QU SESRI holds workshop on ‘Advanced Sampling’
October 20 2016 11:38 PM
Dr Hassan al-Sayed speaking at the workshop.

The Social & Economic Survey Research Institute (SESRI) at Qatar University (QU) held a four-day workshop on “Advanced Sampling” recently to introduce researchers to the principles and practice of analysing data from complex sample surveys.
The event brought together more than 40 participants from across QU to exchange their ideas and knowledge, and share their experiences on complex sample survey data. SESRI director Dr Hassan al-Sayed delivered the opening remarks.
The workshop was led by Prof James M Lepkowski (research professor emeritus at the University of Michigan and research professor at the Joint Programme in Survey Methodology at the University of Maryland) and Prof Patricia Berglund (senior research associate in the Survey Methodology Programme at the Institute for Social Research).
They presented the principles of survey design and how design features affect analysis methods as well as the use of statistical software to do such analysis. They also illustrated methods for analysing survey data with such features through examples using an education survey from Qatar, and implemented such analyses using two statistical software systems – SPSS and Stata.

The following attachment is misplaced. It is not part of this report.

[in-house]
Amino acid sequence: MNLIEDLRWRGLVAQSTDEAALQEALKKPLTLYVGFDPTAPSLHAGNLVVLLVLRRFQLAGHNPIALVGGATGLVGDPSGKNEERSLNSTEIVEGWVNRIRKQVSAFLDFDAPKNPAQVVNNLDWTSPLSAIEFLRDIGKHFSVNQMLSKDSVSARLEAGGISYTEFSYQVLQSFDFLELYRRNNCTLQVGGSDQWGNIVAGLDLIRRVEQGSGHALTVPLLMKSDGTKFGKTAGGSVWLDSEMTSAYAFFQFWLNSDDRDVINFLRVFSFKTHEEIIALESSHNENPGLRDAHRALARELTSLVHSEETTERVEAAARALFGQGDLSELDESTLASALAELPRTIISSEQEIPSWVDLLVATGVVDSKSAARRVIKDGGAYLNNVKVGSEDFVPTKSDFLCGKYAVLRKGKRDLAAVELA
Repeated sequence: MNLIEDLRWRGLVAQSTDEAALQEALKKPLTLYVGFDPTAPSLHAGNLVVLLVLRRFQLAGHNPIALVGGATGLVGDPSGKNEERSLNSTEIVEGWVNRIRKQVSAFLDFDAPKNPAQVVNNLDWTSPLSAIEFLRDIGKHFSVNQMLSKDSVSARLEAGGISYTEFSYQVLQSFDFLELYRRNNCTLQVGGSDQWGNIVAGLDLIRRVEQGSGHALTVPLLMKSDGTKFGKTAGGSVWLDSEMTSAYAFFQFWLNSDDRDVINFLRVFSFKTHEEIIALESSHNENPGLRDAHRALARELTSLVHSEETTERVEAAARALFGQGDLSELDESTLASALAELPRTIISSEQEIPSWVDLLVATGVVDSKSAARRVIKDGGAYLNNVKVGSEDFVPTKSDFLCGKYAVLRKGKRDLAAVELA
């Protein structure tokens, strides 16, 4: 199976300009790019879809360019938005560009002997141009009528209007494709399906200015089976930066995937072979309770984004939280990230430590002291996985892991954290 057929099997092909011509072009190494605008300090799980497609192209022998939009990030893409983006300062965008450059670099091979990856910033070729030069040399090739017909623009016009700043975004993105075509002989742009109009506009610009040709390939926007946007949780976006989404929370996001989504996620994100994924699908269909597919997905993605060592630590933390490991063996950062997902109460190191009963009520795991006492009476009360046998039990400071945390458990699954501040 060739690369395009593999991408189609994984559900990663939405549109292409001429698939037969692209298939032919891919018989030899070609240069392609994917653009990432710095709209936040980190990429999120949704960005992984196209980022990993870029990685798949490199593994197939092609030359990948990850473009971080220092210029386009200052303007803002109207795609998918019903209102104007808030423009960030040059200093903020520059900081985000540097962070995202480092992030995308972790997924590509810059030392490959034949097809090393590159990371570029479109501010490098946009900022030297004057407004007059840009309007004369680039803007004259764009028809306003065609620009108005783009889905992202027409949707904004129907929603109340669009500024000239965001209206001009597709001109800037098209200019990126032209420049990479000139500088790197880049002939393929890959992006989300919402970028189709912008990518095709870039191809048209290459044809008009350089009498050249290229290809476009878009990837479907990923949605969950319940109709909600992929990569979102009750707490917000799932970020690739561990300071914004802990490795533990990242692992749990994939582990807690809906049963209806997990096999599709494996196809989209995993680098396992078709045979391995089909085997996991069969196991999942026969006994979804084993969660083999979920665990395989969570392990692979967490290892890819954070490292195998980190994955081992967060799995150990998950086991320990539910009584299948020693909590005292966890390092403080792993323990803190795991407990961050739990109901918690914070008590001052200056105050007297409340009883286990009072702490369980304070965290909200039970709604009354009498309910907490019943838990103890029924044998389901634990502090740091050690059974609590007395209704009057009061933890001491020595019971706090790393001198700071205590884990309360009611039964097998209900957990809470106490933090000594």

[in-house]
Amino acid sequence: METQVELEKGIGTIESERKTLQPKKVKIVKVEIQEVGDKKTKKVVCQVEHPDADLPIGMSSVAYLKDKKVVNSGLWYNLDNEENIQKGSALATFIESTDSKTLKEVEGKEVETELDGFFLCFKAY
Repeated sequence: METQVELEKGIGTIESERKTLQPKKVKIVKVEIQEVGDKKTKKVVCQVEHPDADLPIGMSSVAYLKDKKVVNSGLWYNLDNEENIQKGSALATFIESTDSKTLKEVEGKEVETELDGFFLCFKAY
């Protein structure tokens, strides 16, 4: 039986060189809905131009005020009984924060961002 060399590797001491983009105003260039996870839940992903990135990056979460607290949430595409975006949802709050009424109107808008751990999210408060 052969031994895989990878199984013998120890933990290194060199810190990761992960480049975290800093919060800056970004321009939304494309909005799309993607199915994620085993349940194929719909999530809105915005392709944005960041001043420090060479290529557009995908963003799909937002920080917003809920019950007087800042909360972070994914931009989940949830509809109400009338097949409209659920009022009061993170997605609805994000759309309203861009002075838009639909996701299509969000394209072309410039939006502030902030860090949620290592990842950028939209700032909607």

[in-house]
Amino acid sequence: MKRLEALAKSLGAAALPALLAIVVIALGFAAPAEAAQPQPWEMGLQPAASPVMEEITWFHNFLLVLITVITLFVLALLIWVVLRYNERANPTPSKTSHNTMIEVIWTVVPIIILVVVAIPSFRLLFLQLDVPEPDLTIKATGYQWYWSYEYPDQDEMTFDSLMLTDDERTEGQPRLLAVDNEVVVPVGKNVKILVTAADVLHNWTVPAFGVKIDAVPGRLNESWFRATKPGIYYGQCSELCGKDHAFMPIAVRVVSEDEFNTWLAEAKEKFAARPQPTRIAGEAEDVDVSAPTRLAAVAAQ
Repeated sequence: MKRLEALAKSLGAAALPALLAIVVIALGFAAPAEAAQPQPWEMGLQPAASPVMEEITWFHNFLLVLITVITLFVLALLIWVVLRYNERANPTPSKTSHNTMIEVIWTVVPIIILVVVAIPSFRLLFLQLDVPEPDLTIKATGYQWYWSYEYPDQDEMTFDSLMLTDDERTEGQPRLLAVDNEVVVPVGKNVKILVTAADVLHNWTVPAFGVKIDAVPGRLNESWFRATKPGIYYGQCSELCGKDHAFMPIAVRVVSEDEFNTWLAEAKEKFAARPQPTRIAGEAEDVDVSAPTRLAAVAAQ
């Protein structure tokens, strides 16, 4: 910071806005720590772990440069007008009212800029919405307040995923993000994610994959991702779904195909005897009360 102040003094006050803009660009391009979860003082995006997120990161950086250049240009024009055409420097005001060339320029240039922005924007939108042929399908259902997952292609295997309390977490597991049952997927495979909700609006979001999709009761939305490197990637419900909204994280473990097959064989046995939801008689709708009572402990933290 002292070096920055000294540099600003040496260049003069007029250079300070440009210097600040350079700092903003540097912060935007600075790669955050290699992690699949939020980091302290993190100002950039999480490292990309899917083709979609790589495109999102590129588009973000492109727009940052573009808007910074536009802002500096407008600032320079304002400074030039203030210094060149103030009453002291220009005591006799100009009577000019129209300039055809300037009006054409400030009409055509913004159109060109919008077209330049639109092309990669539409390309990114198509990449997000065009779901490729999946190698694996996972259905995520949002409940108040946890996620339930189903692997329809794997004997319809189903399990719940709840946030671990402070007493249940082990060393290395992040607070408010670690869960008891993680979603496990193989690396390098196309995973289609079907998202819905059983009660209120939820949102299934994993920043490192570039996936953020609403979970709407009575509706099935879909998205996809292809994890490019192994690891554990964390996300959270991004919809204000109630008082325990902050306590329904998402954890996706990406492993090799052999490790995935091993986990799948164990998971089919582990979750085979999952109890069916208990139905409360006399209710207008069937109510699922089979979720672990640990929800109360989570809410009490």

In his remarks, Dr al-Sayed noted that complex sample surveys are those employing one or more basic sampling design or estimation techniques such as weights, stratification, cluster sampling, nonlinear estimation, variance estimation, or imputation.
He further noted that these features were examined to help participants understand why they make analysis of such data more complex.
“By hosting this event, SESRI is working towards QU’s strategic objective to seek efficient solutions to issues that impact the wider community and to ensure that research efforts address contemporary challenges in Qatar and beyond,” Dr al-Sayed said.
“SESRI continues to deliver on its mission to enhance research capacity by studying and monitoring important societal changes, and to provide sound and reliable data to guide policy formulation, priority-setting and evidence-based planning and research in the social and economic sectors,” he added.

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